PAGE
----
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Solved by verified expert :Week 5 – Discussion 1 Reading Fluency
Chapter 9 of our text goes into depth about the importance of fluency instruction. In Section 9.2, the author lists five different methods for helping children to become more fluent readers (Coats, 2013). For this discussion, find your assigned method for improving fluency instruction below, according to the first letter of your last name:
A – G: Modeling fluent reading
For the method you are assigned, discuss the following three questions:

How can you incorporate this idea into your classroom?
What signs will you look for to indicate that this approach is improving fluency?
How can you encourage and support parents to use these fluency strategies at home?
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Introduction CHAPTER 9 O nce students have developed a basic grasp of how marks on a page translate into meaningful words that they can recognize and make sense of, the next step is for them to develop fluency in their reading. Fluency is crucial to reading success because of its relationship to automaticity , memory, and motivation. Fluent readers don?t need to labor over individual words; they automatically recognize most of the words they read and are able to use context and other strategies to figure out new words. Automa- ticity allows students to consider meaning as they read. Because they are not constantly struggling to puzzle out individual words, their memories are free to engage in putting together sequences of events into meaningful streams and to draw on their various multi- literacies to create an inner movie of what they are reading. They are involved in the content, rather than the process of reading it, and thus they are motivated by the desire to find out what happens, how it compares with what they have predicted or experienced in their own lives, how it feels to live the adventure alongside the character, and how the language shapes the experience. Developing fluency in reading is key to future success in school. According to a report prepared by the Annie E. Casey Foundation, ?Reading proficiently by the end of third grade . . . can be a make-or-break benchmark in a child?s educational development? (Fies- ter, 2010, p. 9) because third to fourth grade marks the time of transition from learning to read to reading to learn. Helping children become proficient in the reading?that is, not only word recognition and decoding but also meaning-making from text?of both fiction and nonfiction is key to their future success in school as well as their pursuit of reading as a lifelong pleasure. Consider the last time you learned a new skill. At first, you were likely wholly dependent on the instructional method you were using to learn, whether it be a book of instructions, a video, or the guidance of a teacher. You needed to keep referring to that resource to make sure you were completing the steps with the proper form and sequence. For instance, perhaps you learned to knit using a book that included pictures and words to explain the process. Every time you picked up your needles and yarn, you looked at the pictures and compared them to what your hands looked like to see if they were positioned cor- rectly. As you practiced, you eventually only had to refer to the pictures occasionally, and soon not at all. As your confidence increased, you were able to knit without giving the individual steps your full attention. You moved from simple to more complex patterns, you learned how to fix mistakes, and your products became more and more professional looking and satisfying. You became a competent, fluent knitter, and you experienced joy in your accomplishment as well as a desire to continue its practice. But if, for some reason, you had been unable to wean yourself from constantly consulting the instructions, you probably would have eventually given up, figuring that knitting was something you just weren?t going to be able to master. Unless you can develop fluency in a particular skill, you are unlikely to ever see it as an enjoyable part of your daily life. Recalling such an experience should help you be sensitive to what children are going through as they learn to read. With any new skill, the path of progress from initial attempts to mastery largely determines your eventual enjoyment of that skill. Some people get frus- trated easily and give up, while others see failure as a motivational force that encourages them to try even harder, so there is definitely a degree of personal temperament in the mix of learning something new. Regardless of how difficult individual children find the process of learning to read, or how their temperaments respond to difficulty, all children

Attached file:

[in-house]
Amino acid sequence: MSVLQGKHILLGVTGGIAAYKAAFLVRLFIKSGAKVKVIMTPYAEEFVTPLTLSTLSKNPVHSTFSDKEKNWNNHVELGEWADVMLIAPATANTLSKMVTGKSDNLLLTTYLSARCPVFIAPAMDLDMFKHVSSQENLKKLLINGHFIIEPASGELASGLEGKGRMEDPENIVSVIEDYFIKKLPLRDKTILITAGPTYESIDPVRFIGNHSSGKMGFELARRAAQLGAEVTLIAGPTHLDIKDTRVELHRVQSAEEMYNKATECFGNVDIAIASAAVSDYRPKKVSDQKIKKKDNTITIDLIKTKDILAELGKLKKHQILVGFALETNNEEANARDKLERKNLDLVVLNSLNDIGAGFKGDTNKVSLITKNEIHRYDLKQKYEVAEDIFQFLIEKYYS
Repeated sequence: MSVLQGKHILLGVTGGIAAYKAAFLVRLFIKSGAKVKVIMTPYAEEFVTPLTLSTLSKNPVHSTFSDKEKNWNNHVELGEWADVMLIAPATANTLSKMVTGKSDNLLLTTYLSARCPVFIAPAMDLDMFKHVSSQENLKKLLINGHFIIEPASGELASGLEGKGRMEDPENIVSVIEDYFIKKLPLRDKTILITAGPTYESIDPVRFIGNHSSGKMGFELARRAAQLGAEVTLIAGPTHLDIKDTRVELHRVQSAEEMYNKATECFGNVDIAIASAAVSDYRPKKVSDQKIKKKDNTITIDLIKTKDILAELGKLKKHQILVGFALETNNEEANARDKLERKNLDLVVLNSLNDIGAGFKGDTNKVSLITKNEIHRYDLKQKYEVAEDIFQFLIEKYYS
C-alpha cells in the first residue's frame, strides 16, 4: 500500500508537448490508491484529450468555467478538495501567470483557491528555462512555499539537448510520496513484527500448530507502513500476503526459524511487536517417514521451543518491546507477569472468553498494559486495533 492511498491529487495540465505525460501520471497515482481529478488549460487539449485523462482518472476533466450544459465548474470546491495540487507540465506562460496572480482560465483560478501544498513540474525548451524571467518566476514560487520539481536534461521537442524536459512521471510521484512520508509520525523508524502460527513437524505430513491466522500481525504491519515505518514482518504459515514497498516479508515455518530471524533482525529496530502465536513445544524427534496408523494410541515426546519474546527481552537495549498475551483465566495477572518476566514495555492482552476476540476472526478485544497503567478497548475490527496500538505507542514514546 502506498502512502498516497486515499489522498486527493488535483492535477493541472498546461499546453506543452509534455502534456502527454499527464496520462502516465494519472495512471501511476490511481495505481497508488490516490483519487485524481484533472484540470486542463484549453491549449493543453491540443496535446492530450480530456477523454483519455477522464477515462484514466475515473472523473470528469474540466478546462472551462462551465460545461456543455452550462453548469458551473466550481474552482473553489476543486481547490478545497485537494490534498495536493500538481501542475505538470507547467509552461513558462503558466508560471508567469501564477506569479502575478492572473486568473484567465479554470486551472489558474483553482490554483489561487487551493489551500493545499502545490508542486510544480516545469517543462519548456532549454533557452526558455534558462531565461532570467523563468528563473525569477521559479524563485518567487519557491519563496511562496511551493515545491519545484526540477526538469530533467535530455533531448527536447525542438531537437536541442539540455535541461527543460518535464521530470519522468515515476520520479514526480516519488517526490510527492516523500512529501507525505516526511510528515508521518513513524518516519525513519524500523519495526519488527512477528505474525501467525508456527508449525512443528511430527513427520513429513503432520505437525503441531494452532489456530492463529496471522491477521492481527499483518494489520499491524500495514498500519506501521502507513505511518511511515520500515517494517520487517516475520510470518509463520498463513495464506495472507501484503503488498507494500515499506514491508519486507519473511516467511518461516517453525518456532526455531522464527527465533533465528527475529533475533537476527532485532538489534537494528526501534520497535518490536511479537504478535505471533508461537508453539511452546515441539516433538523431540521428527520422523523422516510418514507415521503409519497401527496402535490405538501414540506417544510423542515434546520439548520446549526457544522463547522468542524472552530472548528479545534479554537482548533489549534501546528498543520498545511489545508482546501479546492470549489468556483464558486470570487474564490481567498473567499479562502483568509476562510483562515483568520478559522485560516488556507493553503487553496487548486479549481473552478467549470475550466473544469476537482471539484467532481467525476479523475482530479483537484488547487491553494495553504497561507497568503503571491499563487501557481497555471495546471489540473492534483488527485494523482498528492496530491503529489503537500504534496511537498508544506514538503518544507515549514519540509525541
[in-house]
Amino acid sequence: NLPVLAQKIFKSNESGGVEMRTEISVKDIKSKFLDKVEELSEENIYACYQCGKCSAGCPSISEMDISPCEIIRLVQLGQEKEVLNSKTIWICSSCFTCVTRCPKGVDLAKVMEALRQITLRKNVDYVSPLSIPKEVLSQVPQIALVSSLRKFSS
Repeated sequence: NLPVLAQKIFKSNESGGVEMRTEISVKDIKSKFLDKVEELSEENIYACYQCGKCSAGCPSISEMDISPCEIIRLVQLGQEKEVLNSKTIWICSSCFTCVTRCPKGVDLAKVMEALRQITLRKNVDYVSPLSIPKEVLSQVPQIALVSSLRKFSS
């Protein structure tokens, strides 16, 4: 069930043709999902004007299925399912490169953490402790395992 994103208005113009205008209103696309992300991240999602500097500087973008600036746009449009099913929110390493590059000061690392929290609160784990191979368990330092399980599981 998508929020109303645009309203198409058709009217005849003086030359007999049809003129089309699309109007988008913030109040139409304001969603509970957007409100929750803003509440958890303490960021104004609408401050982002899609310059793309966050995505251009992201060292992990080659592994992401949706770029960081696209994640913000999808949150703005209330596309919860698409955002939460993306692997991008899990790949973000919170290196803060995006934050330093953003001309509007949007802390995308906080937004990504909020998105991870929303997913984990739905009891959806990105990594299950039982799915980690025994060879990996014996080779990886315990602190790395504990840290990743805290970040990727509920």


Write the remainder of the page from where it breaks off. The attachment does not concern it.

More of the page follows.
Show entire document Running Head: MODELLING FLUENCY Modelling Fluency
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Date of Submission: MODELLING FLUENCY 2 Introduction
Being able to develop fluency is the source of success in schools in… The best way to approach your question… View the full answer

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